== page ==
A Carterton 10-year-old is using the district council's long-term planning process to make her wish of a better pool slide come true.
Molly O'Dwyer was visiting the Wairarapa town's ageing municipal pool this summer when she noticed few young swimmers choosing to use the slide.
"It's closed-in and you either had to go head-first or on your back. If you go head-first you slam your head into the water; if you go on your back, the little ridges on the side, it hurts your back a little, it kind of skins it."
At the suggestion of her mother Amanda O'Dwyer, Molly wrote to Carterton Mayor Greg Lang to ask for an upgrade to the slide because of the current one's poor design and safety issues.
"A couple of days later, in the mail, I got a letter back and that made me feel really good."
With her permission, Lang sent the request for consideration under Carterton's 10-year-plan.
To prove it was a concern for youngsters in the area, Molly spoke to her fellow pupils at St Mary's Catholic School and created a petition signed by her peers, teachers, whānau, and school staff.
She gathered 91 signatures, about one per cent of the district's total population, and was allowed to stay up late the night before the submissions to put the finishing touches to her presentation.
Population growth was one of Molly's reasons for asking the council to act now on her initiative.
"As Carterton expands, more and more people are coming to our wonderful town and wanting to enjoy the lovely pools," she told them.
"The 2018 census tells us that the population increased by 30 percent. That's 30 per cent more people wanting to swim."
Molly asked for the upgrade to "make the pools even more enjoyable than they are now".
She also raised the safety concerns. "For example, when at the top of the slide, you cannot see if someone is at the bottom because of the roof, and you could easily slide down and hit them."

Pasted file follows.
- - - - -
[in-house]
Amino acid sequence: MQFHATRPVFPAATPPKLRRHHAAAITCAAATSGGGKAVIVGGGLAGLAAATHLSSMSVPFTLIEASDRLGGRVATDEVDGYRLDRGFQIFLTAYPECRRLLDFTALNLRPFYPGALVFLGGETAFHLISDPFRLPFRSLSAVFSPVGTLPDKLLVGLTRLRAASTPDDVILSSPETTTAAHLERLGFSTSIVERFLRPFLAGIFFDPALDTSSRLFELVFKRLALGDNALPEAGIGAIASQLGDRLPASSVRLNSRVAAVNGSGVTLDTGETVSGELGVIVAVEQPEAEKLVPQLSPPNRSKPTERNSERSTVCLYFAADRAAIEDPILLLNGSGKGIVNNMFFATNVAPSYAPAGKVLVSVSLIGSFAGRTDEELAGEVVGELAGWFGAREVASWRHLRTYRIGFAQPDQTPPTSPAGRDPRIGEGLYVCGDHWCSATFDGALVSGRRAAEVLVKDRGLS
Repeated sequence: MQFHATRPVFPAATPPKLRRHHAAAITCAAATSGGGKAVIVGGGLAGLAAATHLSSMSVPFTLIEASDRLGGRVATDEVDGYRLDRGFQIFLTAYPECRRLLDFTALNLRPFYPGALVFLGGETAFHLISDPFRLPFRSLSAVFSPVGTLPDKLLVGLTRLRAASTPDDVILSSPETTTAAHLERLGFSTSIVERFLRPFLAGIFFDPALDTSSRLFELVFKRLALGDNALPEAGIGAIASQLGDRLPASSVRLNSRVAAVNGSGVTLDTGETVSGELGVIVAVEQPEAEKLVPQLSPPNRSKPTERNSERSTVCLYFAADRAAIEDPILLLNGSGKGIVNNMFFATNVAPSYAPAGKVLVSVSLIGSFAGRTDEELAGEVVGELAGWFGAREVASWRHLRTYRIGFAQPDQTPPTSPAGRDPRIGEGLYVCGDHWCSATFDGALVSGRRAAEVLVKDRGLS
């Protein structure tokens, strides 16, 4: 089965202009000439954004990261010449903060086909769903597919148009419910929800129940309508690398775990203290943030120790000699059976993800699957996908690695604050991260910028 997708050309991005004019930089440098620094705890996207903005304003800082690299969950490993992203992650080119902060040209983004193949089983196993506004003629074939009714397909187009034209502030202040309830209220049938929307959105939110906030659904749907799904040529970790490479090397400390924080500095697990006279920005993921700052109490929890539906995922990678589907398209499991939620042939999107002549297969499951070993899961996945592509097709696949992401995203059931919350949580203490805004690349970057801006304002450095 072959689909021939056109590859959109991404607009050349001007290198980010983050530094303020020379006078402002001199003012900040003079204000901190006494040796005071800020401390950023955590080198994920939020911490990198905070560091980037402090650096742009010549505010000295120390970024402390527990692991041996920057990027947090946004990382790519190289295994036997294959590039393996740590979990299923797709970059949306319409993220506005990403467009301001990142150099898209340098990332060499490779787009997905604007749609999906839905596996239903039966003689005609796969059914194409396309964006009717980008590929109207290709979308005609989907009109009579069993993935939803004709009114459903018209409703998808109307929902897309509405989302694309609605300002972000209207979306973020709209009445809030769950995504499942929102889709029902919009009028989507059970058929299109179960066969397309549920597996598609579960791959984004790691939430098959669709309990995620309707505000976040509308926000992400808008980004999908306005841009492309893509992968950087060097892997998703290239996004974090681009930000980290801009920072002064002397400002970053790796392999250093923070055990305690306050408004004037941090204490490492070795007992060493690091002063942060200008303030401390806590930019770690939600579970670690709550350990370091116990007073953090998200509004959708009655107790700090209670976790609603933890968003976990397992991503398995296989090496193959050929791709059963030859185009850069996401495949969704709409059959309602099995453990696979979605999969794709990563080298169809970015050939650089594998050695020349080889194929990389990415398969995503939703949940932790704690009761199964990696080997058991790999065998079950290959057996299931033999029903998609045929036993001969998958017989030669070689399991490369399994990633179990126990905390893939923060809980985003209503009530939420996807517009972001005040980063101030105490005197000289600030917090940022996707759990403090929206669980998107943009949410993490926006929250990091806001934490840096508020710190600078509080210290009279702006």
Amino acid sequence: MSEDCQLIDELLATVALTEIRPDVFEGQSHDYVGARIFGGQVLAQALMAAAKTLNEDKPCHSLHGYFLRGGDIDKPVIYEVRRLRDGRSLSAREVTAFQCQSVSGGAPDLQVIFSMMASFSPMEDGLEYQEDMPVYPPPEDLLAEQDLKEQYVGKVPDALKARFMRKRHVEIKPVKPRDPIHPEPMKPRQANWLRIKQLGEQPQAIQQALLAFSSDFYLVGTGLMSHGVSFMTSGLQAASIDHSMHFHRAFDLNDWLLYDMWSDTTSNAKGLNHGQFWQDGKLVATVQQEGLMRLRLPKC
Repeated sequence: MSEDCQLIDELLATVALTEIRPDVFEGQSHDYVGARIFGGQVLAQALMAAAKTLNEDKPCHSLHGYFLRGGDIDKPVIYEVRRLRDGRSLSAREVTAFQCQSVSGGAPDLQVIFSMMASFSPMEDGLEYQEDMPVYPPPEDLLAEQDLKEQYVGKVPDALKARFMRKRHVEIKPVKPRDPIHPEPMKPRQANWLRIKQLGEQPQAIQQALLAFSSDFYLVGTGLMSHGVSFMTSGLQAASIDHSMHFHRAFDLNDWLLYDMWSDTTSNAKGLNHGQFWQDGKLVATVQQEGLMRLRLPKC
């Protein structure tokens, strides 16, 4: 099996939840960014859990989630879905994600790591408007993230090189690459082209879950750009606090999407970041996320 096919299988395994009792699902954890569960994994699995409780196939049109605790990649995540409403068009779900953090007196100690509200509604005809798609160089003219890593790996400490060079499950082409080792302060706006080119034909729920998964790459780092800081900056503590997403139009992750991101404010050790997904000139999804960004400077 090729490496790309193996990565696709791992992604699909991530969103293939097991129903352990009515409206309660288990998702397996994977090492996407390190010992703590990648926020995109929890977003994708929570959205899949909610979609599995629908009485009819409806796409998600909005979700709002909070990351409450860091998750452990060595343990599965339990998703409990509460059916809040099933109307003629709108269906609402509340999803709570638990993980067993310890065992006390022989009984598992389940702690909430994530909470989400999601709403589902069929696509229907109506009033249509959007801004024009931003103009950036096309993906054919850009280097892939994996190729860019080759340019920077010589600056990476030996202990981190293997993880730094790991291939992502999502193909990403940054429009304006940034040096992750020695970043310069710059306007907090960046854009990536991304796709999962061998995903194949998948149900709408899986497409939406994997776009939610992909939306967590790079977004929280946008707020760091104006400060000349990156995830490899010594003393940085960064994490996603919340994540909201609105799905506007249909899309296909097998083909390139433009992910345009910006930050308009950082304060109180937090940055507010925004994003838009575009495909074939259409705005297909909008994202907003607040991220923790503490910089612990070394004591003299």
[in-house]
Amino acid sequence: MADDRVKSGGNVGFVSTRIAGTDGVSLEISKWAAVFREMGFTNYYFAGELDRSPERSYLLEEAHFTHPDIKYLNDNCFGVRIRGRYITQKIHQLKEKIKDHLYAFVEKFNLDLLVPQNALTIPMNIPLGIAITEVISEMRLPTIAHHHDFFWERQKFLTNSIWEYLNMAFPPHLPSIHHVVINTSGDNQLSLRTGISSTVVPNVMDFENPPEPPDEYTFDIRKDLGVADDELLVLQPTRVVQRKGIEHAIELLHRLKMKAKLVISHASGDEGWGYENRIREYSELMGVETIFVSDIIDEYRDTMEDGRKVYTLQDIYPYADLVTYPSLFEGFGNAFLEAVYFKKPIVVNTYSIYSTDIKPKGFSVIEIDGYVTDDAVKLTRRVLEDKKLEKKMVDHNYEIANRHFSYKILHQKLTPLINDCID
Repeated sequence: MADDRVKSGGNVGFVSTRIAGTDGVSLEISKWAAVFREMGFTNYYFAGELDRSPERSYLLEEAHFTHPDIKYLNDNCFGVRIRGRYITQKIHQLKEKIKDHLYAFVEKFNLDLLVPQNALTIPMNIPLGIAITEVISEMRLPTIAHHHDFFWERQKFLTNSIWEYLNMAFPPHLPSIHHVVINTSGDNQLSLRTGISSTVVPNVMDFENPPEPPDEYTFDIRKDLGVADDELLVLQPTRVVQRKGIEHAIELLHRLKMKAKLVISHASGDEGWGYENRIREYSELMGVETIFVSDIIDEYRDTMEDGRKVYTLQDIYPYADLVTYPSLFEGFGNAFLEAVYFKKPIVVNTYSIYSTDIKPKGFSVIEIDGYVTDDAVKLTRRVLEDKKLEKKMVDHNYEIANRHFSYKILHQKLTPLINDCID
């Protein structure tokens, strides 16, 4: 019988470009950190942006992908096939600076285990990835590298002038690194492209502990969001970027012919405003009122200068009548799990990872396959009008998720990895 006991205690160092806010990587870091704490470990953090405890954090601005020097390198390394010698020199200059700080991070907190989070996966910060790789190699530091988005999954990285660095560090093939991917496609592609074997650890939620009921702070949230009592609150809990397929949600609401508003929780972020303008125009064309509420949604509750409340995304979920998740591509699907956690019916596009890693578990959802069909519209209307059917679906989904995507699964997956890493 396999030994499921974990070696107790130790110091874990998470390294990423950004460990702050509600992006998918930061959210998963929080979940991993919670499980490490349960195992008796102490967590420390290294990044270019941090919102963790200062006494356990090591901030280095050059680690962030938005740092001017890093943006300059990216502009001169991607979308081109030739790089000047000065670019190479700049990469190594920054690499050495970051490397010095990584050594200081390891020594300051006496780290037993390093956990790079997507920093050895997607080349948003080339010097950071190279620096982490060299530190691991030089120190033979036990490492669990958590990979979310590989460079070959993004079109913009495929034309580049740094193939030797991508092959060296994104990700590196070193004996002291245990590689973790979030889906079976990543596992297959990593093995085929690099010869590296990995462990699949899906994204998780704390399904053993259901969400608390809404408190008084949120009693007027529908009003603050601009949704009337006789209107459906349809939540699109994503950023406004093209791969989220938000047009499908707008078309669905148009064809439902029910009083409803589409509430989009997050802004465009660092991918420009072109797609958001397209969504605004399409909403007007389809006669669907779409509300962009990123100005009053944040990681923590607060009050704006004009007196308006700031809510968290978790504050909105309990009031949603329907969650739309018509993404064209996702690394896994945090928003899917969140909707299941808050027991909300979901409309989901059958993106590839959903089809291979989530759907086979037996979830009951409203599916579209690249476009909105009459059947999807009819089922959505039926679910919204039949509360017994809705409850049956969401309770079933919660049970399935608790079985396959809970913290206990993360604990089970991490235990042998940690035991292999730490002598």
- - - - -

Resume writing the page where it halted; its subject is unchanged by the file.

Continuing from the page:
Council chief executive Jane Davis recommended a "co-funding approach", with seed money from the council, which settled on $10,000.
After the hearings, deputy mayor Rebecca Vergunst said councillors and staff had made a concerted effort to seek feedback from younger people during the consultation process, including visiting local schools.
She said she would love to see more information about council process in schools as part of the curriculum.
"I don't think a lot of young people really understand how council works and what council does. And it is complicated. It's really complicated, even for adults.
"But I feel like if we can teach those basics, then these young people would be set up to participate once they turn 18."
She was also in favour of lowering the voting age to 16.
"I think it gives the opportunity to really support that first democratic process for young people."
Molly's proposal was "a teachable moment" for all, Vergunst said.
"They all use this pool every summer. The kids are down here almost every day. So they'll be able to see exactly what their actions have done and the result of that."
O'Dwyer said she hoped council would act quickly, inspiring other young people to get involved in local democracy.
"Hopefully, any other kids that might be secretly passionate about something might become a wee bit braver as they see another kid do it."
Carterton District Council has pledged up to $10,000 to fund the new slide and its installation, with a community fundraiser planned to bring up the rest of the money, which may cost up to $50,000.
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